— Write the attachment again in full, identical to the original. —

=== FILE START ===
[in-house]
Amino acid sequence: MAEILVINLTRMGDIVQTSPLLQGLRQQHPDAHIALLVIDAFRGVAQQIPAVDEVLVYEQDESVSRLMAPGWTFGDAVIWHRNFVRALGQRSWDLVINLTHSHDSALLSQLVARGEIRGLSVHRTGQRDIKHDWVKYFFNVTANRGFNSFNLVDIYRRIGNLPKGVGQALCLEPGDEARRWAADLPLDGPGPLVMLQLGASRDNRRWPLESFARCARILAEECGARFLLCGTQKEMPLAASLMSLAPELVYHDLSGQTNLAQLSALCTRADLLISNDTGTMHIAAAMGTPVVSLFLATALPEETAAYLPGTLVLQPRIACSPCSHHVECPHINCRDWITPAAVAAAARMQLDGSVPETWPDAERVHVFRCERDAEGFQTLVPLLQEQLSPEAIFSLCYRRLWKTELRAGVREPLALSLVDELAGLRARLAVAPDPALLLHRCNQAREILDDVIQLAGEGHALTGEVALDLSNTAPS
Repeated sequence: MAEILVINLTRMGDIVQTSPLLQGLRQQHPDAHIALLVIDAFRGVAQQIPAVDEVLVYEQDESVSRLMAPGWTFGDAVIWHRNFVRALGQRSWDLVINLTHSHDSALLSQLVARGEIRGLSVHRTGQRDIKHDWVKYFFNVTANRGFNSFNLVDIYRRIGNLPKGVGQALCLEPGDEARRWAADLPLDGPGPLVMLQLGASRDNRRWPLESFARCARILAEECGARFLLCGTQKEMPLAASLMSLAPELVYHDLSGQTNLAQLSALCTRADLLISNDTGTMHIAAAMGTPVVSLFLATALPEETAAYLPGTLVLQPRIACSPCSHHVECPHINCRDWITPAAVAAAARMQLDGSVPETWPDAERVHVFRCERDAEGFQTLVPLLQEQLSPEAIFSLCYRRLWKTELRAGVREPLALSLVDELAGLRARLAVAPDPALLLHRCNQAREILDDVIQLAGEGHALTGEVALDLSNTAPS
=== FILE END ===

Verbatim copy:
[in-house]
Amino acid sequence: MAEILVINLTRMGDIVQTSPLLQGLRQQHPDAHIALLVIDAFRGVAQQIPAVDEVLVYEQDESVSRLMAPGWTFGDAVIWHRNFVRALGQRSWDLVINLTHSHDSALLSQLVARGEIRGLSVHRTGQRDIKHDWVKYFFNVTANRGFNSFNLVDIYRRIGNLPKGVGQALCLEPGDEARRWAADLPLDGPGPLVMLQLGASRDNRRWPLESFARCARILAEECGARFLLCGTQKEMPLAASLMSLAPELVYHDLSGQTNLAQLSALCTRADLLISNDTGTMHIAAAMGTPVVSLFLATALPEETAAYLPGTLVLQPRIACSPCSHHVECPHINCRDWITPAAVAAAARMQLDGSVPETWPDAERVHVFRCERDAEGFQTLVPLLQEQLSPEAIFSLCYRRLWKTELRAGVREPLALSLVDELAGLRARLAVAPDPALLLHRCNQAREILDDVIQLAGEGHALTGEVALDLSNTAPS
Repeated sequence: MAEILVINLTRMGDIVQTSPLLQGLRQQHPDAHIALLVIDAFRGVAQQIPAVDEVLVYEQDESVSRLMAPGWTFGDAVIWHRNFVRALGQRSWDLVINLTHSHDSALLSQLVARGEIRGLSVHRTGQRDIKHDWVKYFFNVTANRGFNSFNLVDIYRRIGNLPKGVGQALCLEPGDEARRWAADLPLDGPGPLVMLQLGASRDNRRWPLESFARCARILAEECGARFLLCGTQKEMPLAASLMSLAPELVYHDLSGQTNLAQLSALCTRADLLISNDTGTMHIAAAMGTPVVSLFLATALPEETAAYLPGTLVLQPRIACSPCSHHVECPHINCRDWITPAAVAAAARMQLDGSVPETWPDAERVHVFRCERDAEGFQTLVPLLQEQLSPEAIFSLCYRRLWKTELRAGVREPLALSLVDELAGLRARLAVAPDPALLLHRCNQAREILDDVIQLAGEGHALTGEVALDLSNTAPS